The intervention area and its integration on the city
Urban fragmentation, was identified at different levels:
- At the city level – although relatively close to the city center, the area is spatially isolatedfrom the city centre and the whole southernpart of the city due to the existing physicalbarriers such as railway lines, adjacent predominantly area built up with warehouses(from south, east and north), multilevel junction (southeast of Nadezhda), and generallack of pedestrian friendly crossings.
- At the district level – Planned according to the concept of the microregion during the 1960-1980, the area nowadays suffers a major division due to the profile of boulevards (Lomsko shose, Rozhen and General Nikola Zhekov) and their inconvenient crossing leading to jaywalking at several points as well as scarce number of bridges providing the crossing of the corrected river bed of Suhodolska river.
- At the neighborhood level – abundant interblock spaces which are pinched aroundblock edges or next to high rise multifamily blocks of flats where parking space does notanswer to the motorization rate. A much denser pedestrian network than the initiallyplanned one responded to residents’ diversified needs since the 1990s and searchedfor walking convenience. An increase of pedestrian flows between the neighboring housing estates is now motivated by thediversity of services and personal motivations.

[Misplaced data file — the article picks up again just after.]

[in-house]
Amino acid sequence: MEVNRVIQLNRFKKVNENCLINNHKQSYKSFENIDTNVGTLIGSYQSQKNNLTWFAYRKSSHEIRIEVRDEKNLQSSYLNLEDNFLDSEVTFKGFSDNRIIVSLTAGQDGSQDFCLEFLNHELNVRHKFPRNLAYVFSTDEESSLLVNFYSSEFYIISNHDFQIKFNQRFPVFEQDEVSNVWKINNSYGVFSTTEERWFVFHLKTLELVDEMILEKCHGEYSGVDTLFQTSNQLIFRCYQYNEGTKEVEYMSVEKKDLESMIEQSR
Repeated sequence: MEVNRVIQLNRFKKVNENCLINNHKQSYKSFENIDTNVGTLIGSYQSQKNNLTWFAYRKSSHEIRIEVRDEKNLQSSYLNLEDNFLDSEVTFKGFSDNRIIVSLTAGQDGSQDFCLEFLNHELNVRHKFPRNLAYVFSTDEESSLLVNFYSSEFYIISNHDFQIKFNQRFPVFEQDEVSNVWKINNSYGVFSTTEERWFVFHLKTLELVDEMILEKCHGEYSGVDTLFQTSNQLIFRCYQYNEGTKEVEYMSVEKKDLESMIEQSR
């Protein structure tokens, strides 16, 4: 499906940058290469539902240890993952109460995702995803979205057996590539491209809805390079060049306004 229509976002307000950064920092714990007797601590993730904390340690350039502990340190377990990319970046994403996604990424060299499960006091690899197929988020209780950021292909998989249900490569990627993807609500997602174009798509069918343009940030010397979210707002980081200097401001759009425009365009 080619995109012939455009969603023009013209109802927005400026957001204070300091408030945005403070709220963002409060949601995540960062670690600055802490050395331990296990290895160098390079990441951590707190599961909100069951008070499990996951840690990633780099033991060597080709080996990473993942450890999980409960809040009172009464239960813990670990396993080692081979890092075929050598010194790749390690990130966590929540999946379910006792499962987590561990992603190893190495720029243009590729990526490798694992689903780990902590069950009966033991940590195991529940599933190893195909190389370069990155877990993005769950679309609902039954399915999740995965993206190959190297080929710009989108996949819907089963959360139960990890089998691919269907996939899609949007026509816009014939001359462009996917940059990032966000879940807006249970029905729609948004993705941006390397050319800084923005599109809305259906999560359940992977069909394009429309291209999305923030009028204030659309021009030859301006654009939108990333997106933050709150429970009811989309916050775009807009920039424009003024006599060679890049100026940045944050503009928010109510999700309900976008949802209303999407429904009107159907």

- Along the corridor axis – specific accumulationof all of the barriers mentioned above betweenpark Nadezhda and Severen park and beyond,all of which are addressed by the concept of the route intended to link and bridge the divided parts through a walkable Healthy Corridor with four areas of intervention along its axis.
The urban project of the Sofia Healthy Corridor focuses on building green connections, understandings, co-implementation and use of public spaces. The involvement of citizens in the creation of living public spaces is expected to contribute to overcoming urban fragmentation by removing physical and symbolic barriers to their use, protection of the environment and maintenance of inter-block spaces.
The Healthy Corridor in Sofia is a “green connection” designed as a pedestrian path in the public urban space, that connects the neighborhoods between themselves and the surrounding urban environment. It connects different NBSs developed through collaborative practices and included in the catalog, as well as solutions proposed by the citizens in the co-selection process. In this way, the focus is on the quality of life of citizens in relation to energy, water, food, nature, mobility, participation, behaviorchange, digital democracy, social cohesion and the solidarity economy. The Healthy Corridor (HC)is planned and will be built by testing an innovativeand inclusive methodology for renovation of the selected peripheral neighborhoods in seven European cities. The creation of the HC in Sofia through NBSs implementation will take place through creative thinking.
In order to start URBINAT in Sofia with the “Living Laboratory” and the research, design and then construction works for the implementation of the infrastructural elements of the Sofia HC, it was necessary to specify the main environmentally friendly solutions that will be implemented. This “green corridor of health” will be an urban environment of new quality, created through the implementation of environmentally friendly solutions, which will become “living laboratories” for testing and developing new urban solutions.
Healthy Corridor Concept